Malilong: The insanity to expect change

Frank Malilong
·2 min read

SAW this on Twitter the other day: “About this time, last year, I wished everyone a blessed new year. Look what happened. So from the bottom of my heart, f...(expletive) you all!”

2020 was a rat. There hasn’t been any other year that we so badly wanted to put behind us. It held too many bitter memories of numbing losses in a world upended by an unsparing pandemic.

So we look towards 2021 with anticipation. Surely, it couldn’t be any worse. The thing, however, is that fortunes are not tied to clockwork. Our lives would not, as they did not, change automatically at the stroke of midnight of Dec. 31.

So while we look towards the new year with hope, we should also approach it with a sense of mission. A priest said that in a homily at a pre-dawn mass leading to last Christmas. To that I would like to add what the genius Albert Einstein was supposed to have said about repeatedly doing the same thing and expecting a different result. It’s insanity and it doesn’t take genius to know that.

We have been complaining about government ineptitude and insensitivity for as long as I can remember. Last year wasn’t any different. First, we complained about a Palace official who was photographed frolicking in Boracay while the Covid-19 pandemic was raging. Months later, the same official was spotted singing in a karaoke joint in Baguio while storm winds were battering parts of Luzon. And we also complained.

And just recently, we lost in the world-wide scramble for newly rolled-out Covid-19 vaccines because, to quote a top government official, the responsible officials dropped the ball bigtime. And again we complained.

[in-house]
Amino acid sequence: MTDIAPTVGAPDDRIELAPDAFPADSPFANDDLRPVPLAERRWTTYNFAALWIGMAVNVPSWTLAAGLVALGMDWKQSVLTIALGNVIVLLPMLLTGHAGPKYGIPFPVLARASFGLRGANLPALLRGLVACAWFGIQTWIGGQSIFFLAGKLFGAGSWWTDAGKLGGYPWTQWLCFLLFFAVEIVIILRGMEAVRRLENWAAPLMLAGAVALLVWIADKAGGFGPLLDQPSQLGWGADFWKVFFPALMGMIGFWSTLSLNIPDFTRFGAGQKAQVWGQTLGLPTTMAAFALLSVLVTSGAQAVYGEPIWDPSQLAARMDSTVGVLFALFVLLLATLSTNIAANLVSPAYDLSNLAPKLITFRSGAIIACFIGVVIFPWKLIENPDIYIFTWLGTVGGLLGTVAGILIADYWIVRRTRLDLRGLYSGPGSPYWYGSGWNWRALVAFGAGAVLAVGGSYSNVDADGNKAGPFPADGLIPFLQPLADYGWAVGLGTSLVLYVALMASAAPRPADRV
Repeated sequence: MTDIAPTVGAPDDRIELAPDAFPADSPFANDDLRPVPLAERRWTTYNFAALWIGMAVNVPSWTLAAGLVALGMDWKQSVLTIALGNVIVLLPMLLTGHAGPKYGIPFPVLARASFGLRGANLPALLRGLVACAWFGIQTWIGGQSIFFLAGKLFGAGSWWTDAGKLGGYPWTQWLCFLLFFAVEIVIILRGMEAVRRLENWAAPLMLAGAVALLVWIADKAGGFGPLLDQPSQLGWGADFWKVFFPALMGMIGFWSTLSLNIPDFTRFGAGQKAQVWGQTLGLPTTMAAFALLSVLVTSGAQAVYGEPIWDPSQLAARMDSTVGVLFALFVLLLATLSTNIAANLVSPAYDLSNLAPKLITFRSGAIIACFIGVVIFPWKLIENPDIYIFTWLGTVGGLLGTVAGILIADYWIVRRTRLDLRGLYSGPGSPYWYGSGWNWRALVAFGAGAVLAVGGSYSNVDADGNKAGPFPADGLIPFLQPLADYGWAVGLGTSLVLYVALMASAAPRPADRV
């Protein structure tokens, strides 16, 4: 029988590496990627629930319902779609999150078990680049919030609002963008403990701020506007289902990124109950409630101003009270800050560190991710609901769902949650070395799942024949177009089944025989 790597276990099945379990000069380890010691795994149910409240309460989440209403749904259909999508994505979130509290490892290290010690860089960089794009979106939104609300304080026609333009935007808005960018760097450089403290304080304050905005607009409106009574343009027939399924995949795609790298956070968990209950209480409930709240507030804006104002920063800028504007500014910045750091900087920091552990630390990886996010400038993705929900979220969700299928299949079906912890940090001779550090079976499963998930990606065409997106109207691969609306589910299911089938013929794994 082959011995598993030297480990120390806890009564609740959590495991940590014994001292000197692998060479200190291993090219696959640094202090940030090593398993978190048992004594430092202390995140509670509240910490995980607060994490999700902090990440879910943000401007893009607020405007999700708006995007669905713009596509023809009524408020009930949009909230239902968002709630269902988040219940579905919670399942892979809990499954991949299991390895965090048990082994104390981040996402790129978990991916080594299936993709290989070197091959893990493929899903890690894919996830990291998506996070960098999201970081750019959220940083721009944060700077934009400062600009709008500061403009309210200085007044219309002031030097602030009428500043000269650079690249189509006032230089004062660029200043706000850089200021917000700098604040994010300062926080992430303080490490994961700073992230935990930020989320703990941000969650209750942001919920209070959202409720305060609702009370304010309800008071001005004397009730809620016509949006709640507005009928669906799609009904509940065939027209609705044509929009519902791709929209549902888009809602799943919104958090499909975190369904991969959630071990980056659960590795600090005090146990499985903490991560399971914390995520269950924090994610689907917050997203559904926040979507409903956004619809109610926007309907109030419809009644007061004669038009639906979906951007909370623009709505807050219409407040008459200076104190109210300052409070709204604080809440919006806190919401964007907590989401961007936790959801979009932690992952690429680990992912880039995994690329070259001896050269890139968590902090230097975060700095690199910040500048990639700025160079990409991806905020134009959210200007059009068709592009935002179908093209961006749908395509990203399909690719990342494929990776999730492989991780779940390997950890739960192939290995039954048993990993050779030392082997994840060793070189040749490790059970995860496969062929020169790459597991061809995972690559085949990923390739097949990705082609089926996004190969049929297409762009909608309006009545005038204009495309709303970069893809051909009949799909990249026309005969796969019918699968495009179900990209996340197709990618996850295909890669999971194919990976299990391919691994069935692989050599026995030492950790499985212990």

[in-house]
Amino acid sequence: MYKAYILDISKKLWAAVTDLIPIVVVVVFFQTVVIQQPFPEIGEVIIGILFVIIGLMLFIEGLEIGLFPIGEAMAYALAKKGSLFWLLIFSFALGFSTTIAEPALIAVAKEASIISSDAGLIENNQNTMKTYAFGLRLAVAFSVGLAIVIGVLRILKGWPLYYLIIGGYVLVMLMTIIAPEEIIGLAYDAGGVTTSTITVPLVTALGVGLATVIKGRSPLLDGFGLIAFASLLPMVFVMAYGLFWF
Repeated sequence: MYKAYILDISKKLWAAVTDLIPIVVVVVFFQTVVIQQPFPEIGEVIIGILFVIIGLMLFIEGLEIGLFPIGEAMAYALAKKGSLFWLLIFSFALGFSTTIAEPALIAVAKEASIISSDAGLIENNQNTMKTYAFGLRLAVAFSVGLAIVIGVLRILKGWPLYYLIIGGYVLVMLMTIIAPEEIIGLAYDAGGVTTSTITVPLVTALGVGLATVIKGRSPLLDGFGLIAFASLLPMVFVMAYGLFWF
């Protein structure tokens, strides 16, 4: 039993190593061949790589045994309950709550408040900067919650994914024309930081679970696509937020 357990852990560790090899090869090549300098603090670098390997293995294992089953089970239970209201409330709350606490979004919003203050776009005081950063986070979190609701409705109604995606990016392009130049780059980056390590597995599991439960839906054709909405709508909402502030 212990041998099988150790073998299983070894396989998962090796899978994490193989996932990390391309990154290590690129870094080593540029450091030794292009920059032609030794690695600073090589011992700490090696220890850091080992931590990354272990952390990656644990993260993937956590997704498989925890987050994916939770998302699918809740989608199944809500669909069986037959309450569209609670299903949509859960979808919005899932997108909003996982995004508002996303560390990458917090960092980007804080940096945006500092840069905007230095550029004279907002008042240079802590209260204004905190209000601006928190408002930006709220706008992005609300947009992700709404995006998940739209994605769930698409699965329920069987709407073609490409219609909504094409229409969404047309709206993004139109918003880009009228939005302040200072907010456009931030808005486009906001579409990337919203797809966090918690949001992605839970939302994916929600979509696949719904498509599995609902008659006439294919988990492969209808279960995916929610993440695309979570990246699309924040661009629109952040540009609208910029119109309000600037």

But even as we do, we repeatedly choose, directly or indirectly, the same type of people to run the government. And we expected a different brand of service? We are all enablers and we committed insanity even if (and assuming that) we are not insane.

(By the way, the finance minister of Ontario resigned very recently after he was discovered to have slipped away with his wife to unwind at a Caribbean island while the whole Canadian province was under travel restrictions. He tried to cover up the trip by posting on social media pictures of himself wearing a sweater before a fireplace. Very imaginative, almost Filipino. But he was Canadian, which was why he had the decency to resign.)

The pandemic has crippled us for almost 10 months already, more than enough time for us to seriously reflect on how we could change the course of our lives because we couldn’t depend on it switching with the clock when it strikes 12. If we haven’t done so yet, we may have already forfeited our right to hope and deserve to be doomed regardless of what happens in the pandemic.